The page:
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Boeing's 787-10, the newest member of the company's Dreamliner family, made its world debut at the Paris Air Show this week. 

Visible here are airliner's raked wings, which are a 787 signature feature. The wingtip in the lower right is from Boeing's other new aircraft, the 737 Max 9.

Photo by: Kent German/CNET

The wings offered some shade from a boiling hot French sun. 

Photo by: Kent German/CNET

Another feature of the Dreamliner is its blunted nose. The 787-10 wiil be built solely at Boeing's factory in Charleston, South Carolina.

Photo by: Kent German/CNET

The 787-10 is 18 feet (5.5 meters) longer than the 787-9, letting it carry 40 additional passengers in a typical configuration and 15 percent more cargo.

Photo by: Andrew Hoyle/CNET

The original Dreamliner, the 787-8, first flew in 2009. This aircraft rolled out of the Boeing factory last February and took to the skies for the first time in March.

Photo by: Kent German/CNET

An airstair gave access to the cabin and a bit of relief from the sun.

Photo by: Andrew Hoyle/CNET

As with most aircraft, the 787-10's doors open outward.

Photo by: Andrew Hoyle/CNET

Looking down the fuselage gives a great view of the full sweep of the aircraft.

Photo by: Andrew Hoyle/CNET

The 787-10's modern cockpit.

Photo by: Andrew Hoyle/CNET

LCD displays show flight information.

Photo by: Andrew Hoyle/CNET

Pilots guide the airplane using the control columns at each seat.

Photo by: Andrew Hoyle/CNET

The panel between the seats is a mass of buttons and switches.

Photo by: Andrew Hoyle/CNET

Throttles control the aircraft's twin engines.

Photo by: Andrew Hoyle/CNET

As a test aircraft, the first 787-10 isn't like a typical passenger airplane on the on the inside. Bare walls and temporary ceiling panels line the cabin.

Photo by: Andrew Hoyle/CNET

There are some simple passenger seats for observers and technicians who accompany the test flights. When the real seats are installed, the 787-10 will be able to carry between 330 and 440 passengers.

Photo by: Andrew Hoyle/CNET

Much of the interior is given over to instruments that monitor and record flying conditions.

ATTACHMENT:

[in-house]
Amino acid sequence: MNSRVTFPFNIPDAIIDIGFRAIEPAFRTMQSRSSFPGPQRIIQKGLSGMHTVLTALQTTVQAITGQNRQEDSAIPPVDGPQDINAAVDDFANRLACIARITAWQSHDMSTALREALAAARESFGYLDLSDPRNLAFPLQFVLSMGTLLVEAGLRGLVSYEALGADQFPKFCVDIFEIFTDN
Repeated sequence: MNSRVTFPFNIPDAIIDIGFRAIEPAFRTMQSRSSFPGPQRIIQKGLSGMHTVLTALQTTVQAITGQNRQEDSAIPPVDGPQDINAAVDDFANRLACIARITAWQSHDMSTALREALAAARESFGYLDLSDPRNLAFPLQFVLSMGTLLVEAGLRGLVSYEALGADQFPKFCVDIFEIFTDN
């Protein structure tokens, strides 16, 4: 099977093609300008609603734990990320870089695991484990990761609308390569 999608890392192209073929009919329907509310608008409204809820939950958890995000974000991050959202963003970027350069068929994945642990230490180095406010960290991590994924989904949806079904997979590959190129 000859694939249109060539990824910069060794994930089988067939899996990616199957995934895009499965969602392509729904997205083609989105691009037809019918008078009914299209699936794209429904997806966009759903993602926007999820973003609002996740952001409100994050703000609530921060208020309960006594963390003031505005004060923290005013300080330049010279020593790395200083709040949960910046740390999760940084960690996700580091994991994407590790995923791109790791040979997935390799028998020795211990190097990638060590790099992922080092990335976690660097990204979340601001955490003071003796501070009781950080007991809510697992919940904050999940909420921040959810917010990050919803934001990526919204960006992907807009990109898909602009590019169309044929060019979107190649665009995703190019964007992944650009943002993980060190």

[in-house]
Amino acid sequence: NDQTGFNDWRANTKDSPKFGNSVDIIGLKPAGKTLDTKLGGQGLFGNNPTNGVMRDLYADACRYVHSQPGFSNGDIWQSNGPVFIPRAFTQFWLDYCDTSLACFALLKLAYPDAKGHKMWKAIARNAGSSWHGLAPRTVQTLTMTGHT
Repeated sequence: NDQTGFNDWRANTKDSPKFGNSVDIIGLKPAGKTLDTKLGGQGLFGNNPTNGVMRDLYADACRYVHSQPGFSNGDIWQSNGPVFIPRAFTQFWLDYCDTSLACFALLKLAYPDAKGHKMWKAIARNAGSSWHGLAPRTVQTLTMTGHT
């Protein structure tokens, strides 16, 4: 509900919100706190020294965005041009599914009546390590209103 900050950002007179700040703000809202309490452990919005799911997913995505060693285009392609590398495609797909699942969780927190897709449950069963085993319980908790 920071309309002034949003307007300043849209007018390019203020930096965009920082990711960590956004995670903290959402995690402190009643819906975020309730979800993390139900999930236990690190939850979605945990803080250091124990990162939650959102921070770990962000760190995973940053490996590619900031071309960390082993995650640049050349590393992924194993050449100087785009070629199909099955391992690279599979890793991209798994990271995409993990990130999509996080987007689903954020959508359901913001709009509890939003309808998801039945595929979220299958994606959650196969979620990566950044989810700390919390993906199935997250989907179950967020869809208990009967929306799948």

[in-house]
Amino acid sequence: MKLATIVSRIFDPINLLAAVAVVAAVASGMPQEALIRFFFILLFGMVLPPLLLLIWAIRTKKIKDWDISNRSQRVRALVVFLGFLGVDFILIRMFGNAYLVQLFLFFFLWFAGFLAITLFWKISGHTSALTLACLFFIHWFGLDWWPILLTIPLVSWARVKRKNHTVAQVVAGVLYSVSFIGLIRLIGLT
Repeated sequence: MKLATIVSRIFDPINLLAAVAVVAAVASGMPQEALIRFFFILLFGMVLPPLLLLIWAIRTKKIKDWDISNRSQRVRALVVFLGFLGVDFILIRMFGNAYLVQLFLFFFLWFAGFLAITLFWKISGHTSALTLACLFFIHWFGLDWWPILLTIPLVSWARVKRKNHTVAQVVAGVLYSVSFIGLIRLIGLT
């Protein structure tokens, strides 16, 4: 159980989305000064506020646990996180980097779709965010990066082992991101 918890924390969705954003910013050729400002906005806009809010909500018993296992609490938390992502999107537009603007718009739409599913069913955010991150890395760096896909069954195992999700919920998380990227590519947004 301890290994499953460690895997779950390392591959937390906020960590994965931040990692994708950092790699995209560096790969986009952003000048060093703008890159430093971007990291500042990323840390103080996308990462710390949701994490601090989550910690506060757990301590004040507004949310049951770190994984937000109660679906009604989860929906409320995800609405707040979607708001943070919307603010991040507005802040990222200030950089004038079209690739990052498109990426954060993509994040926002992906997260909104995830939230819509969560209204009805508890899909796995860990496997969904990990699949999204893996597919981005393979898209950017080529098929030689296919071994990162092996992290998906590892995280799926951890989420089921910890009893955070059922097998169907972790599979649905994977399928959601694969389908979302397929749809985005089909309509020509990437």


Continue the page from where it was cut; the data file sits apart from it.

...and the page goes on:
Photo by: Andrew Hoyle/CNET

Another big feature of a test aircraft are large water tanks that simulate the weight of a full load of passengers, crew and cargo. 

Photo by: Andrew Hoyle/CNET

One set of tanks sits in the forward part of the fuselage while another set is placed in the rear. As the plane flies, water is pumped between the tanks to simulate shifting weight.

Photo by: Andrew Hoyle/CNET

This aircraft is about a third of the way through its testing program.

Photo by: Andrew Hoyle/CNET

Another 787 feature are the electronically controlled window shades. Using the button below each window, a passenger can dim the shade partway to block a bright sun or turn it completely dark for a night flight. The cabin crew can adjust all shades remotely.

Photo by: Andrew Hoyle/CNET

The 787's windows are larger than those of most other commercial aircraft flying.

Photo by: Kent German/CNET

On the very back of the 787, just below the vertical stabilizer (or tail), is the auxiliary power unit, or APU. It powers the aircraft when the engines aren't running and is used to start the engines before flight.

Photo by: Kent German/CNET

The 787-10's fuselage towers overhead. Like all Dreamliners, the 787-10 is made of composite materials

Photo by: Kent German/CNET

The tail is painted to show the "10" designation.

Photo by: Kent German/CNET

Each main landing gear has four tires.

Photo by: Kent German/CNET

The 787-10 can be equipped with two engines types: Rolls-Royce's Trent 1000 TEN or General Electrics GEnx-1B.

Photo by: Kent German/CNET

The scalloped edges of the engine cowlings help reduce noise.

Photo by: Andrew Hoyle/CNET

From behind you can almost see through the engine.

Photo by: Kent German/CNET

The 787-10 should begin flying with launch customer Singapore Airlines next year.

Photo by: Andrew Hoyle/CNET

That's it from the 787-10. May you fly in one soon!

Photo by: Kent German/CNET

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